During the recent IMEX America tradeshow held in Las Vegas in early November – ICCA and the BestCities Global Alliance collaboratively organised a deep-dive workshop exploring “Legacy for Association Meetings.”
Using templates from the Copenhagen Legacy Lab toolkit, participants worked together to develop tangible solutions for challenges presented by four association meetings. Here’s a quick summary of what they came up with:
Challenge: expanding tourism awareness
The Africa Tourism Association (ATA) is the leading global trade association promoting travel and tourism to Africa and strengthening intra-African partnerships. Their World Tourism Conference in 2022 serves not only to connect and educate but will also highlight the emerging business opportunities in Africa’s tourism sector as the industry recovers from the Covid-19 pandemic.
Many tourists aren’t aware of Africa’s diverse offerings across the continent. One of the solutions offered was an experiential social media campaign supported by local stakeholders: hotels, airlines, entertainment companies, parks, museums, etc. The “Experience Africa” initiative would offer families the opportunity to experience unknown parts of Africa. The campaign would share stories from their travel experiences beyond the well known destinations and the pre-existing perceptions. This solution provided a fresh view for the association on how to involve local stakeholders and go beyond their traditional promotional channels.
Challenge: driving change with strong connections
The International Ecotourism Society (TIES) conference legacy objectives are the same as their mission – to grow ecotourism. They have difficulty connecting with top officials who can help them drive change and achieve their objectives.
TIES Executive Director Jon Bruno said his biggest takeaway from the workshop was to look at the bigger picture within a destination. For example, although he may not always connect with the highest local authorities, all destinations facilitate contacts that can lead to higher connections in the future. One of the workshop solutions suggested developing an app that could capitalise on those initial contacts through a “365-engagement” model. In this way, each event is an opportunity for associations to expand their community and network.
Challenge: increasing attendance and local support
Our third case study was the Conference on International Education organised by the Inter-American Organization for Higher Education. They aim to bring in delegates from all around the world to their conferences. In doing so, they help enhance hosting universities' (national, regional, and city) potential to develop international partnerships with peers who specialise in research, teaching and mobility opportunities. Their goal is to increase attendance and support from local governments and industries.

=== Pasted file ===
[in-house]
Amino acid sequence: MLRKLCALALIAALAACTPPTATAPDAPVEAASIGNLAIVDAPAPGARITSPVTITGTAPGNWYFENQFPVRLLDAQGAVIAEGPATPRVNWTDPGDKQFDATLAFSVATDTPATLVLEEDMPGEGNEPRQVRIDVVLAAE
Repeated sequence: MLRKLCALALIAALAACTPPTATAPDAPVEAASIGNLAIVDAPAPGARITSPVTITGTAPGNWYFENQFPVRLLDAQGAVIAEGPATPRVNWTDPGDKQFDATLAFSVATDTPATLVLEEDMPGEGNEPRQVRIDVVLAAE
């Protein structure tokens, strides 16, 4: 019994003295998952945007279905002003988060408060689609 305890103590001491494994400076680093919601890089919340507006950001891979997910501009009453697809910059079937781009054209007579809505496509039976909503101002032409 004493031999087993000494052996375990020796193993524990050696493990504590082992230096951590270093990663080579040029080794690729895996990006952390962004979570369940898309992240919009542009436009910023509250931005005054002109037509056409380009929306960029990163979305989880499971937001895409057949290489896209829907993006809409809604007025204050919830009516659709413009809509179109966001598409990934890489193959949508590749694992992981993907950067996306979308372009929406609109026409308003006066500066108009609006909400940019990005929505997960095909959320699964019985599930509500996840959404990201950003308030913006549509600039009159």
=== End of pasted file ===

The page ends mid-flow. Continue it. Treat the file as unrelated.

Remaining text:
The solution offered – a global internship programme supported by local governments, chambers of commerce, and even local businesses. The post-pandemic world demonstrates that the next generation workforce is not tied down by location. As such, multi-cultural experiences are advantageous to local employers of students who would attend the conference.
Challenge: measuring organic impact
Finally, the fourth and winning programme presented at the workshop was connected to the International Society for Computational Biology (ISCB) - a global society advocating for and advancing scholarship, research, training, outreach, and inclusive community building in computational biology and its professions. Their legacy programmes have traditionally been on an ad hoc basis. They are challenged by the nature of their events, which is primarily scientific and collaboration among attendees tends to occur organically. Consequently, event impact is difficult to measure.
The solution offered was an – “Educate and Connect” campaign. This initiative would extend beyond the scientists by creating a 365-planning group to connect long-term on grassroot levels. The group could implement various programs locally and provide education in schools on what ISCB advocates and supports. Workshop participants also suggested local science camps coinciding with the event, introducing mentorship programmes and scholarships, and a Women in science campaign. By adding such programmes, ISCB could further develop their event into a holistic, all-encompassing event for computational biology.
Bel Hanson from the ISCB took workshop notes and flipcharts with her after the meeting. “Those are going on the walls in our office,” she said. Bel indicated that the ideas will serve as a blueprint for redesigning our Impact Programme.
The IMEX workshop drew a packed house and generated a lot of enthusiasm amongst those who participated. This is a testimony to the interest in creating legacy and the collaborative nature of ICCA’s global community. All four association executives gained implementable ideas, Furthermore, delegates, suppliers and planners discovered tools on how they can go through a similar process within their organisations. The entire group was energised to spread the word about the importance of event legacy. A big step towards redesigning future events to become more impactful for all involved.